Posted by Danielle Berrin
Beginning Friday evening, our daily lives were left at the door and the Sabbath halo enveloped us with the scents of simmering sautÃ© pans and the sounds of conversation filling the hallways. Almost every Shabbat, we opened our home to share our blessing with others. On this night, we could talk to each other and listen more deeply than the rush of the workweek allowed. Shabbat was a gathering of life; a blanket of togetherness.
And it was so much fun. Each member of my family had a âpartâ during the service. My mother assigned these roles early on to ensure we were always actively engaged in the observance—our part was our responsibility and the holiday was incomplete without it. If we were talkative or rowdy during the blessings (as was the proclivity in my household), my mother would just start over. She wouldn’t proceed until we all met in the same spiritual place.
For twenty-years, Shabbat was a Friday evening bustle of heightened family dynamics, the warm company of friends and strangers and a dessert spread that makes Willy Wonka’s chocolate factory seem sparse. There was always laughing and feasting and joy.
As I got older, I valued the joy but I craved enlightenment. I began attending Saturday morning Torah study with my mentor, teacher and friend, Rabbi Terry Bookman. There, I found more community, more warmth, more love, more Judaism. Afterwards, we would gather in the chapel for a musical minyan and I could sing from my soul. When it ended, the Miami sun would be shining and I remember feeling so full, so fulfilled.
When I moved to Los Angeles, I knew it would be just as hard to leave my synagogue as it would be to leave my family. Shabbat would never be the same and I would have to accept that loss and swim through it, in order to discover a new way to celebrate. Alone, I would have to reinvent a day that had always been about being close to the people I love.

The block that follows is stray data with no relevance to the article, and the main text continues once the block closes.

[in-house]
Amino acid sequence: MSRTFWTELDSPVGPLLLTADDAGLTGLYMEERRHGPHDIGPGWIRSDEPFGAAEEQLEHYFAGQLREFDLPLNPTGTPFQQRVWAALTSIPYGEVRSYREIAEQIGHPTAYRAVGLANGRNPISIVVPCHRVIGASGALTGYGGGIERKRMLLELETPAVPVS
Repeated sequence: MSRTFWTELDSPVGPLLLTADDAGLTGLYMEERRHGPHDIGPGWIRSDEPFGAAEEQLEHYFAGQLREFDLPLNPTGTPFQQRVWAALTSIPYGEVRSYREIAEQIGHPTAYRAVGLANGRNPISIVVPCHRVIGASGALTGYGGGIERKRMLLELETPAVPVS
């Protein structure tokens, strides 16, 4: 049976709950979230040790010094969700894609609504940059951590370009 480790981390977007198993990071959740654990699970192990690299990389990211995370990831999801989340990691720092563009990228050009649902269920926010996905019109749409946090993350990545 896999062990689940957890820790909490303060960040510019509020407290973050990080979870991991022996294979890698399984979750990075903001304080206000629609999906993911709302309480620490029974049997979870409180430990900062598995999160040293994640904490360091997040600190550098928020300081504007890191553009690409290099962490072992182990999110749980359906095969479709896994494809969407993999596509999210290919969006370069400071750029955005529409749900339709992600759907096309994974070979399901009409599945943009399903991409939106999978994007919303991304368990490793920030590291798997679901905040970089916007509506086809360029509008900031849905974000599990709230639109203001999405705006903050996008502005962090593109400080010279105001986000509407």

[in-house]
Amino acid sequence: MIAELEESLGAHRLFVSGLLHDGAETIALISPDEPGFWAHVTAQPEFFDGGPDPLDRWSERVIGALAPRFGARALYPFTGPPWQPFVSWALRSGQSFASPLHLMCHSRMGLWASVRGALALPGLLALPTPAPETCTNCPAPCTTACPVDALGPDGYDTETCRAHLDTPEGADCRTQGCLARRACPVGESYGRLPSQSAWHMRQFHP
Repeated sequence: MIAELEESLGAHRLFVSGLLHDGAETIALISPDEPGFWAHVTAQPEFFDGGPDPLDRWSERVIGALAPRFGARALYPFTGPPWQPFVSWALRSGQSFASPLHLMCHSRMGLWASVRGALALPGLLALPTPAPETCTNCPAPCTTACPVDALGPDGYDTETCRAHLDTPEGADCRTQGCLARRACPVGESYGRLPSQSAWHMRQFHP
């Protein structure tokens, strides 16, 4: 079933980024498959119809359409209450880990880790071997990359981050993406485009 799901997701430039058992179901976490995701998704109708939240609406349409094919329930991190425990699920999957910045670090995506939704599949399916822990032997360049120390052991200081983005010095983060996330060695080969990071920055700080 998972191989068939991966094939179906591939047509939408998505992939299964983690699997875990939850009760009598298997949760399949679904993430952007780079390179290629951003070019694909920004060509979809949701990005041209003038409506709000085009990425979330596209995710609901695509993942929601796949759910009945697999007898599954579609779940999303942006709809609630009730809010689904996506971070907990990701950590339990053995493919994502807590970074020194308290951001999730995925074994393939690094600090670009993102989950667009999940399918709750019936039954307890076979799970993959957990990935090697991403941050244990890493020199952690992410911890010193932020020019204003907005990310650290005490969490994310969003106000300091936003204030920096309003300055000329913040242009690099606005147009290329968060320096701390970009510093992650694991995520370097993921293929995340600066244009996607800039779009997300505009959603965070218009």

(Pictured: our family member Max)
8.18.08 at 2:26 pm | Hollywood producer/talent manager Joan Hyler. . .
8.15.08 at 7:21 pm | Just when you thought there couldn't possibly be. . .
8.14.08 at 6:37 pm | In town to promote her new book, House Speaker. . .
7.18.08 at 3:03 pm | The new Contemporary Jewish Museum in San. . .
6.25.08 at 10:36 am | Jina, our Calendar intern, is heading to an. . .
6.24.08 at 11:18 am | A clandestine love affair at a girls seminary. . .
August 16, 2007 | 11:24 am
Posted by Danielle Berrin
“A story is told that God’s divine throne is filled with empty spaces of varying sizes and designs. Each space represents the soul of a person who has fulfilled his or her task in this world. Each soul is a different colored jewel…only when the spaces are filled and the crown is complete, will the messiah descend and the world be completed.”
The Jewish calendar month of Elul began yesterday. It is customary during Elul to begin spiritual preparation for the high holy days. For the third consecutive year, artist/musician Craig Taubman has compiled 29 unique stories that comprise “Jewels of Elul.” Limned by an extraordinary group of people including Elie Wiesel, the Dalai Lama, Deepak Chopra, Matisyahu and Neshama Carlebach, each story is a reflection on this year’s theme of ‘hope and healing.’
Each day throughout the month, a new “jewel” will be posted to the website and hard copies are available for free, thanks to the generous contribution of the Shaare Zedek Medical Center in Jerusalem.
Elul begins the repentance process; “selichot,” prayers for forgiveness, echo inside our minds. It is believed that the Hebrew letters of Elul—Alef-Lamed-Vav-Lamed—represent an acronym for the phrase “Ani l’dodi v’dodi li,” which in English translates to “I am my beloved’s and my beloved is mine.” The ‘beloved’ being God and ‘I’ being the Jewish people.
As a people, we look to each other and to God as we reflect on our lives and ask forgiveness from those we have hurt. We forgive one another and we forgive ourselves. Thus, healing begins and we can look to the future with hope.